Vietnam is set to fetch US$732 billion in foreign trade this year, an increase of 10 percent against 2021, according to data given by the Ministry of Trade and Industry at a year-end meeting in Hanoi on Monday.
This is the first time the country’s import-export turnover has surpassed the $700 billion mark.
Of the total, exports are projected to rise 10.5 percent to $371 billion.
The country has spent $360.5 billion on imports, up 8.5 percent.
As a result, the national economy has enjoyed a trade surplus of approximately $11 billion, marking the seventh straight year that it has reported a trade surplus.
However, Vietnam’s exports are facing more and more investigations and trade remedies from other countries, with cases now totaling 225.
In addition, about 74 percent of the export value was generated by foreign direct investment (FDI) businesses, while the export capacity of domestic enterprises, especially small and medium enterprises, remained weak.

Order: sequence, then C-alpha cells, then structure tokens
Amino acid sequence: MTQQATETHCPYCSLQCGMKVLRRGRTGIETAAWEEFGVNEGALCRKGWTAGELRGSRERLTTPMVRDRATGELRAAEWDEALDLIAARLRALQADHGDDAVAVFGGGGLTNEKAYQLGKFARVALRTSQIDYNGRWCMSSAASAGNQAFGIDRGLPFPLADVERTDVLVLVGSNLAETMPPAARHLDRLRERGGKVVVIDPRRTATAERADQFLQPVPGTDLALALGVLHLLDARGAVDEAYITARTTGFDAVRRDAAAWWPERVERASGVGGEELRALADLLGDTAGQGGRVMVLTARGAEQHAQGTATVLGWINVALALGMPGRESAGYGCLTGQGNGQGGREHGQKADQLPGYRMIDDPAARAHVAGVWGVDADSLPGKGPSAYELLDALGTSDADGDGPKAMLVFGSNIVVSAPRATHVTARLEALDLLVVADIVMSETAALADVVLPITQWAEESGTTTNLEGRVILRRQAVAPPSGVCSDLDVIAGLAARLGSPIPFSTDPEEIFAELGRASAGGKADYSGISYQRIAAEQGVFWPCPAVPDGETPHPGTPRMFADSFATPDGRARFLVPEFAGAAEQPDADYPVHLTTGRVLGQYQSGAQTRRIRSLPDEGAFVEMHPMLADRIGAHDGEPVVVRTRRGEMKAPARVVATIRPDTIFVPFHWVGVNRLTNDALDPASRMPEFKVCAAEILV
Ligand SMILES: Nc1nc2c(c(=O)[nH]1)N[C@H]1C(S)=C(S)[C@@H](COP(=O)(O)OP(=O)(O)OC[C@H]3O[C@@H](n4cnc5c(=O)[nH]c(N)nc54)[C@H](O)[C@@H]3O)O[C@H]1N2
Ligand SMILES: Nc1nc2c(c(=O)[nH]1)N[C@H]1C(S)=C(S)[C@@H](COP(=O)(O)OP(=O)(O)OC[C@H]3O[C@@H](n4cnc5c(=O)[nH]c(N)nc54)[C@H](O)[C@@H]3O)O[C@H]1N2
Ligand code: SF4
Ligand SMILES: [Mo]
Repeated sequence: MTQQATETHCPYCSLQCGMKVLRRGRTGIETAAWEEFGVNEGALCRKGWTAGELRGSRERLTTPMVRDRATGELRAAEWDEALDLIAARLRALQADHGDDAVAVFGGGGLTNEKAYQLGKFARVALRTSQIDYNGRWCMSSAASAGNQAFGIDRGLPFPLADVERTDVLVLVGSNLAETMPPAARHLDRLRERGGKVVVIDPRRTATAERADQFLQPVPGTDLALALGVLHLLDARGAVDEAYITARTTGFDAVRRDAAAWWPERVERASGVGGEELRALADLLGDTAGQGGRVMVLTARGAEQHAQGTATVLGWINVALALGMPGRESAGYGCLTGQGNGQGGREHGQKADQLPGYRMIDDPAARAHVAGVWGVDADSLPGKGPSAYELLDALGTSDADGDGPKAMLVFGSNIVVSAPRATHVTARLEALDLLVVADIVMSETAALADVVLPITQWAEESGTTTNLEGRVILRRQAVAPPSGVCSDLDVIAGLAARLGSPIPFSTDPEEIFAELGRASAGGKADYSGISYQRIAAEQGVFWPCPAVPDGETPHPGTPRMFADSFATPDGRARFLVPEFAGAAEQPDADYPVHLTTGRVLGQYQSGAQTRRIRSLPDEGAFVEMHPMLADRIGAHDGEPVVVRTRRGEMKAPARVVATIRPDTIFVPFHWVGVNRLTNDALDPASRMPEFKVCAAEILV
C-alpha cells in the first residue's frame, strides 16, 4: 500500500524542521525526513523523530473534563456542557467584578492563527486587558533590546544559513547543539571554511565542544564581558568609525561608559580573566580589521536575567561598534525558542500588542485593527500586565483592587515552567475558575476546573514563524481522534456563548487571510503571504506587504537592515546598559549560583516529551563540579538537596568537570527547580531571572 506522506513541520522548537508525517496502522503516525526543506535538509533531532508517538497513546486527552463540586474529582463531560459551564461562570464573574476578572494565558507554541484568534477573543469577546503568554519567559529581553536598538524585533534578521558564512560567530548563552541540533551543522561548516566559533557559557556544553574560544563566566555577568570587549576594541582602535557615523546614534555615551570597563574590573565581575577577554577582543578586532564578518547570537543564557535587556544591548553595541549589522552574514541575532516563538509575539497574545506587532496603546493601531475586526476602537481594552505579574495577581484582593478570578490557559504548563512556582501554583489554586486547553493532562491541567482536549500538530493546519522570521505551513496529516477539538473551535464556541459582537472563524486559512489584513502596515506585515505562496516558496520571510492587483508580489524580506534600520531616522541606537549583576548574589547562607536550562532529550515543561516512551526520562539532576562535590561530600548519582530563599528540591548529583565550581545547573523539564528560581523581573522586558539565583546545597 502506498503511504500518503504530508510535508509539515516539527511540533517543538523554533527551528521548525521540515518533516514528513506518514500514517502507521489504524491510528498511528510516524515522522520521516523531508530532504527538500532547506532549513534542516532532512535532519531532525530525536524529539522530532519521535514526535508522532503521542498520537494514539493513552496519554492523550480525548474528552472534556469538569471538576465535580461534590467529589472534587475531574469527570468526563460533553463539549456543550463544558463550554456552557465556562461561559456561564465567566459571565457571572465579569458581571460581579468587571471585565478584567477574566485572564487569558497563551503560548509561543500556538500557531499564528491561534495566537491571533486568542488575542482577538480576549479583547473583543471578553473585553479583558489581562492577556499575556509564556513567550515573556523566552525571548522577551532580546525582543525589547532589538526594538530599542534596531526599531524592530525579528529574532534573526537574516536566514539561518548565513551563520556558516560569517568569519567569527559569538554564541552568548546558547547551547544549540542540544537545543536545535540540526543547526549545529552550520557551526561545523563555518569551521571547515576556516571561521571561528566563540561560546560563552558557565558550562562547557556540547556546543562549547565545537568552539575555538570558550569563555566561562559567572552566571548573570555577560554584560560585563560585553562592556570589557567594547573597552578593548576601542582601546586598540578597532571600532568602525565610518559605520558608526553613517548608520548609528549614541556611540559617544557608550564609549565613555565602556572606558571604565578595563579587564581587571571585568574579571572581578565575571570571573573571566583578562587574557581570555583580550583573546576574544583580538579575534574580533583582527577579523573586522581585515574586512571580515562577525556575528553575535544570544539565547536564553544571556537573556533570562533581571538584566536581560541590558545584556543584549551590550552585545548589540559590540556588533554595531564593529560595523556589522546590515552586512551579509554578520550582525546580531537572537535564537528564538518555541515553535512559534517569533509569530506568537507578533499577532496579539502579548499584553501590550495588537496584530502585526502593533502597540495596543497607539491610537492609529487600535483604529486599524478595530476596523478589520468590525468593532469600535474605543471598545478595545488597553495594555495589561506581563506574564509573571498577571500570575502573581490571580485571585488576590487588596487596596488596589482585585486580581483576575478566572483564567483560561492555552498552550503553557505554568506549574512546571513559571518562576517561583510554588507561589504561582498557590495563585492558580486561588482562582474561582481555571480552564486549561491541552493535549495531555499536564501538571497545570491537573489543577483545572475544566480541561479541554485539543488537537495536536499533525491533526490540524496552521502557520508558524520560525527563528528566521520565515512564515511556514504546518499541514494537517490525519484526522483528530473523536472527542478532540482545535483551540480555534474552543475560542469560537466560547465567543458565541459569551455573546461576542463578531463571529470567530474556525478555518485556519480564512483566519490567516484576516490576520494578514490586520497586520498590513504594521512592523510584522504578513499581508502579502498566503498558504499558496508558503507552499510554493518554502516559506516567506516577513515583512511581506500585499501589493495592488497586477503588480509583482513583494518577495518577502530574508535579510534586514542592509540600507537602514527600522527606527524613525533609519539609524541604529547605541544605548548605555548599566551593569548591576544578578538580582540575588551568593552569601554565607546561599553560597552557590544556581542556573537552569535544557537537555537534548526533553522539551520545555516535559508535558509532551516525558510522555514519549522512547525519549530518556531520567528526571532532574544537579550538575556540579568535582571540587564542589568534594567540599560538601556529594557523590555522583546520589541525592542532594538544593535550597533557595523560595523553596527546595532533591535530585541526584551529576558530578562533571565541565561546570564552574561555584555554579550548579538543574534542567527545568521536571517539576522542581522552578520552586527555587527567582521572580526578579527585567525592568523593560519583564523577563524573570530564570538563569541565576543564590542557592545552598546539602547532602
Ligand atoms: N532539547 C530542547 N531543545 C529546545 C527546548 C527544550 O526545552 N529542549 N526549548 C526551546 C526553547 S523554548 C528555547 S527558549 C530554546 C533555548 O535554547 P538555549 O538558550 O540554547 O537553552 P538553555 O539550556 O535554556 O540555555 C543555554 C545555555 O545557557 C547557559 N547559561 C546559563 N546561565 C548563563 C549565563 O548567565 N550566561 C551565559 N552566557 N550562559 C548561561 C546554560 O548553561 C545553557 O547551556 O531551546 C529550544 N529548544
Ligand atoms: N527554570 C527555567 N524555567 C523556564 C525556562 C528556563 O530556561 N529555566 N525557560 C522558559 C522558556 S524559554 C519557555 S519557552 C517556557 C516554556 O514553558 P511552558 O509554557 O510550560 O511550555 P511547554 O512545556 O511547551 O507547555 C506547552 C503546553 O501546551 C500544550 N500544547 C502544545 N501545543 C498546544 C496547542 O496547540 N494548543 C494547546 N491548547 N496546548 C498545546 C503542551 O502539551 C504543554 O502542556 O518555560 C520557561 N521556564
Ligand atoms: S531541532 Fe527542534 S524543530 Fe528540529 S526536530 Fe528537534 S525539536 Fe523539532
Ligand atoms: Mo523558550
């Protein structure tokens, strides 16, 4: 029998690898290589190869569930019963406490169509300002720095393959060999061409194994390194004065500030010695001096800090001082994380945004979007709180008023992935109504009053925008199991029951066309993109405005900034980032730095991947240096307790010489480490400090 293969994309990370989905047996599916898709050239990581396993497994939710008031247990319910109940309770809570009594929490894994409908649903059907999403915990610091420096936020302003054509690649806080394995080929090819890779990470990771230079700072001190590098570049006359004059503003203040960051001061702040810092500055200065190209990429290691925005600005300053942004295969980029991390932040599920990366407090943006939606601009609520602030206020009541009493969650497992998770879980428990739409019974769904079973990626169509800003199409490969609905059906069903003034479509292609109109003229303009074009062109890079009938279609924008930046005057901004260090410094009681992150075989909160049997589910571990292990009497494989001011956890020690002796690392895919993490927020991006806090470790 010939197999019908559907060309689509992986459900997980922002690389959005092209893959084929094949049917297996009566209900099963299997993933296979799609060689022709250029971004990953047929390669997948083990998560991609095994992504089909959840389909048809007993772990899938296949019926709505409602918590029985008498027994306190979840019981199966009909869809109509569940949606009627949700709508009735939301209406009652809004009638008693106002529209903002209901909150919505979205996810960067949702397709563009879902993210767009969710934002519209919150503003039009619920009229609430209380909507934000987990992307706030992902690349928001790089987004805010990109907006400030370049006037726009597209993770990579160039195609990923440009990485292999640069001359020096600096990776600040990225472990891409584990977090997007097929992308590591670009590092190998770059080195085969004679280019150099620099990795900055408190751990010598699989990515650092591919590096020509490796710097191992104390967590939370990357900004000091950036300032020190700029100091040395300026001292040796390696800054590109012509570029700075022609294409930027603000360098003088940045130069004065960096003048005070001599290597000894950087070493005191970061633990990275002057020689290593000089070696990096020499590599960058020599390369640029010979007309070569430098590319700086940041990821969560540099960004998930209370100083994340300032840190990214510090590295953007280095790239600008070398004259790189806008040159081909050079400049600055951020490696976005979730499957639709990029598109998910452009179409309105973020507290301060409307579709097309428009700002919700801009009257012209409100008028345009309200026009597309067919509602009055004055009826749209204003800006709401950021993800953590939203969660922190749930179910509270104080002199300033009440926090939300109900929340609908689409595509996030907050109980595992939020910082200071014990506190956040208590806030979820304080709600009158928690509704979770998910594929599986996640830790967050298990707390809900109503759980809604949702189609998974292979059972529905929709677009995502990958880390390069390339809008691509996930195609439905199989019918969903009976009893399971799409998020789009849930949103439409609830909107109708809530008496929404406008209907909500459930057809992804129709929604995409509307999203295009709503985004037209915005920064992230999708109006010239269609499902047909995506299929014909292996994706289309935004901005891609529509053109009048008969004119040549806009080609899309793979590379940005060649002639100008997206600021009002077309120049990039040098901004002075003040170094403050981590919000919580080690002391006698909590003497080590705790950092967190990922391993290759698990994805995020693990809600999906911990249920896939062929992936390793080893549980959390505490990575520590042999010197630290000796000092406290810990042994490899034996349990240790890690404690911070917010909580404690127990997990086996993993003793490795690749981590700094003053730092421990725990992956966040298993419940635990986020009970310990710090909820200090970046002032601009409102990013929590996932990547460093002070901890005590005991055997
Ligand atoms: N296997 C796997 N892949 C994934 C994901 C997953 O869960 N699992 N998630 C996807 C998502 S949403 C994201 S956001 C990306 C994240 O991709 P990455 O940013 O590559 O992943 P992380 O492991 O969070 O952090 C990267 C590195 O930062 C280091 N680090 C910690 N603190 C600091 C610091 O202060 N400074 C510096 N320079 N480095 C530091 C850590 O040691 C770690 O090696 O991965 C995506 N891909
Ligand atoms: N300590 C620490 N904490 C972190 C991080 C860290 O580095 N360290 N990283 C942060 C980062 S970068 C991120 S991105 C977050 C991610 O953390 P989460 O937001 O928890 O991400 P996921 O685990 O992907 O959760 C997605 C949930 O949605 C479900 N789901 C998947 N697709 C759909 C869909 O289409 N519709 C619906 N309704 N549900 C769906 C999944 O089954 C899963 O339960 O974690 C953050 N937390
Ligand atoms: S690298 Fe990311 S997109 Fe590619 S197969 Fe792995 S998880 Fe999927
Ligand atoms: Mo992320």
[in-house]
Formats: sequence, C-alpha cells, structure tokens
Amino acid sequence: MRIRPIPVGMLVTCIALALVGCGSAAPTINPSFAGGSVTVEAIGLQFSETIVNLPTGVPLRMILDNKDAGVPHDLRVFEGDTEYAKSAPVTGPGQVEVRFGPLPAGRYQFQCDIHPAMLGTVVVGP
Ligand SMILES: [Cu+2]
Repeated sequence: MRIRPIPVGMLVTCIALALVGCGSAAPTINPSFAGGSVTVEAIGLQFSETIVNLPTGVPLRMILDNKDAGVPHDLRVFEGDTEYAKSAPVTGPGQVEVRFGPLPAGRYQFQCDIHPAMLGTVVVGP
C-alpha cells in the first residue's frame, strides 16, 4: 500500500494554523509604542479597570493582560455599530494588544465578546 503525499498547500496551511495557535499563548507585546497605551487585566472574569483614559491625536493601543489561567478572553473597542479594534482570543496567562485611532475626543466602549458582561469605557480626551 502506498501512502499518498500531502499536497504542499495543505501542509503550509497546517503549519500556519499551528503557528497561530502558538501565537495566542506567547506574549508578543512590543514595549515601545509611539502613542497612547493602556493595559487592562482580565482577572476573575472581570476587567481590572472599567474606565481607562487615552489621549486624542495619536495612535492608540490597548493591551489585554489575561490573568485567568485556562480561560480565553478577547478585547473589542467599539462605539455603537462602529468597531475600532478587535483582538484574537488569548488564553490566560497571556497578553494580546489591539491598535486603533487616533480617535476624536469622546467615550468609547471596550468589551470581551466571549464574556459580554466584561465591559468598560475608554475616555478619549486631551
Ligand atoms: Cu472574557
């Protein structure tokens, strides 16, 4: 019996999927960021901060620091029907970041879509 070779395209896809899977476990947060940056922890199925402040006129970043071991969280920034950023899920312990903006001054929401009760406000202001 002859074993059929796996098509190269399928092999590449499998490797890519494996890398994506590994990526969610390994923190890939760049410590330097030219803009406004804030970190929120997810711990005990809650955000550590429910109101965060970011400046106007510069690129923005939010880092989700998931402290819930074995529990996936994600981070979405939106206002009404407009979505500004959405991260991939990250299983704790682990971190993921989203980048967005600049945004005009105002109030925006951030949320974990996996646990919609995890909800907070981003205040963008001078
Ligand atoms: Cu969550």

Deputy Minister of Industry and Trade Tran Quoc Khanh said exports began to fall in the fourth quarter due to shrinking consumer demand as a result of soaring inflation globally, falling orders, tough competition, and rising input costs.
The diversification of markets for some products, such as vegetables and fruits, is still slow, as local exporters fail to meet the requirements of standards and quality, or have yet to make good use of the free trade agreements Vietnam signed with its partners.
Despite those shortcomings and difficulties, the ministry has set a target to raise the total export turnover by about six percent next year, according to the Vietnam News Agency.